And that is difficult in my opinion, airplane and helicopter are steered in different ways.:pilotfly:

So you need different controls if you want to get the right feeling for your aircraft.

 

I can design mount boxes for my controls for mounting above bottom (but they will look ugly :cry: in my opinion)

I can offer additional plugs for the buttons and switches, but good plugs are not cheap.

You can use a complete controller board for one stick, but you have to buy it. (not necessary because one controller can handle 8 axis)

In my cockpit works the prototype for the FTR-Cyclic and because the drives need some more equiment.

I designed the powerbox which include the controller for up to 8 axis and at least one buttonboard for 32 buttons. This box will be connected with only 1 USB to my PC.

We will offer this box as building kit or with additional cost as plug and play.

regards / gruesse yogi

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Thanks for the clarification Yogi. I'm sure when I receive my controller I can very much help with this by taking pictures of how everything comes and how to assemble it, I will photograph this and post in great detail!

 

In the other thread I asked you about pedals. How long do you think to get SA-342 pedals made?

 

Also, can you tell me total height from floor to top of the grip on the EC-135 cyclic I ordered from you already? I may need to adjust it, for me I need it to be SA-342 height of about 54.6CM unless you plan to ship it already with SA-342 custom tube?

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Also, it's don't let the Leo Bodnar boards scare anyone. It just shows up as a USB game controller with many many buttons (it can be rotaries as well). So basically you just assign the buttons on the collective/cyclic in the game control setup.

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Sorry for not helping with this Plug´n Play thing. But my controller was a Prototype and not assembled at all. I had to build it completely and I do not know how far the sticks are now built before delivery. But from this point I can gladly help.

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Hi,

How many controller boards and button boards do we need for a complete set of cyclic, collective and pedals, say for the EC135 for example.

short answer: 1 of each type

 

But I prepare a longer answer with some pictures.;)

regards / gruesse yogi

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now the longer answer:

6 axis joystick controller (Bodnar BU0836 has 8 axis)

1x roll

1x pitch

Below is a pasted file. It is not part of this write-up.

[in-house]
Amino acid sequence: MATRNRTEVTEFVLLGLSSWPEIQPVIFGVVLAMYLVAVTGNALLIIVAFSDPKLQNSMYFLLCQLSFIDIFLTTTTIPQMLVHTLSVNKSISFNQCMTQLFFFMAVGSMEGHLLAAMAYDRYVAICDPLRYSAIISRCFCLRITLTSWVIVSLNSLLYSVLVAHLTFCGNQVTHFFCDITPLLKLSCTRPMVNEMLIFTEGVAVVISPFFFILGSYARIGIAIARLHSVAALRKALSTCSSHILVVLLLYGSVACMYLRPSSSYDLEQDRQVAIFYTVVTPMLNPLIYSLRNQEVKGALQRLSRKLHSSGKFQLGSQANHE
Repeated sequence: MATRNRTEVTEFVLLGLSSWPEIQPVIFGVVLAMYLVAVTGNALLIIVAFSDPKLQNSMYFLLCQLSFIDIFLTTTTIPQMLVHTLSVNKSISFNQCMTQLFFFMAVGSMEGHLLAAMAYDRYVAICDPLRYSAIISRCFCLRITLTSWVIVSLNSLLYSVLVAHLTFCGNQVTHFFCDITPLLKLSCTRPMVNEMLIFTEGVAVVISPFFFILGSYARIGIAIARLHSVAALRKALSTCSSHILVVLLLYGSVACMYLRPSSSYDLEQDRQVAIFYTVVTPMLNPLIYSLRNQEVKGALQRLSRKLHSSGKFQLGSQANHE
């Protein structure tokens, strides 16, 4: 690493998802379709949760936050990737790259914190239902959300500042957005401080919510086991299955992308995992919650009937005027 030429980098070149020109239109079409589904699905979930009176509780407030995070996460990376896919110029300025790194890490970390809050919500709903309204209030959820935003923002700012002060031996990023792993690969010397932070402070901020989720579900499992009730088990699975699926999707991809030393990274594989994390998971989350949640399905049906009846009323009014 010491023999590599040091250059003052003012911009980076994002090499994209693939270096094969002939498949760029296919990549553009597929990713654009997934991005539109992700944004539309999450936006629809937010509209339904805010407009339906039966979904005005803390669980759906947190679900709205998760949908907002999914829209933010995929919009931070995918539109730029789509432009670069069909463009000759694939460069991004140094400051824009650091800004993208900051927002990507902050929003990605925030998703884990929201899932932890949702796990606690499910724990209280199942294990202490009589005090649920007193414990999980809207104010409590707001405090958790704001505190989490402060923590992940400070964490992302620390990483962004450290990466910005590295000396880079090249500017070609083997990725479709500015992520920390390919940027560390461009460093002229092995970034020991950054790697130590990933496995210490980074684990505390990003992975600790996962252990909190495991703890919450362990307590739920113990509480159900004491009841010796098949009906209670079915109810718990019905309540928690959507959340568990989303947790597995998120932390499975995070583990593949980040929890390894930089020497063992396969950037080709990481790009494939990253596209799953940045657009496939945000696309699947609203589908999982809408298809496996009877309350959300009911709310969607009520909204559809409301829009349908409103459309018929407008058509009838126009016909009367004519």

1x yaw

1x collective

2x throttle

 

17 input channel for the EC-type cyclic grip

 

EC-style-grip.thumb.png.a2baae2965dd9e00396bcc79b9e76ee2.png

 

20 input channel for the EC-135 colletive switchbox

 

EC-135-collec.thumb.png.27d89e8a71f79d4f34502915294f974b.png

 

makes 37 input lines BBI offers 32 and the joystick controller additional 12

 

So you need al least 1 Bodnar joystick controller BU0836A and 1 BBI

 

These pictures show the delivery condition for our grips and switchboxes.

 

Pictures from the B8 grip and the UH collective will follow next days.:huh:

They need less button input lines.

regards / gruesse yogi

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makes 37 input lines BBI offers 32 and the joystick controller additional 12

So you need al least 1 Bodnar joystick controller BU0836A and 1 BBI

These pictures show the delivery condition for our grips and switchboxes.

 

BU0836A is not limited do 12 buttons.

12 buttons is direct wire connection (12 inputs + 1 common).

Using "diode matrix" can be 32 buttons + POV HAT (6x6 matrix).

 

If user want cyclic independent of collective can bough 2 BU0836A/X* instead 1 BU0836+BBI32.

 

Of course need know deal with "diode matrix". :joystick:

* X don't require "diode matrix", but cost ~twice than A.

 

BTW - Grips are 3D printed?

Nice finish. :thumbup:

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Hi Sokol1_br,

 

but the matrix from the BU0836A can not manage real switches, only momentary buttons.:(

This was the reason I changed to the BBI board in my cockpit. And perhaps in near future to an Arduino Mega for input/output.

And the question was: do I need a single joystick controller for every part.

My answer would be no, but I can make additional housing for controller and BBI, so customer can order a "plug & play" solution, but with additional costs.:cry:

For my FTR version, I integrated joystick controller and BBI into the necessary power-box.

20170205_223603.thumb.jpg.22c7735850bc7a27cc71fa624c496b1f.jpg

And yes, the parts are 3D-SLA printed from PA-(polyamide)powder and finished with acrylic black mate color.

regards / gruesse yogi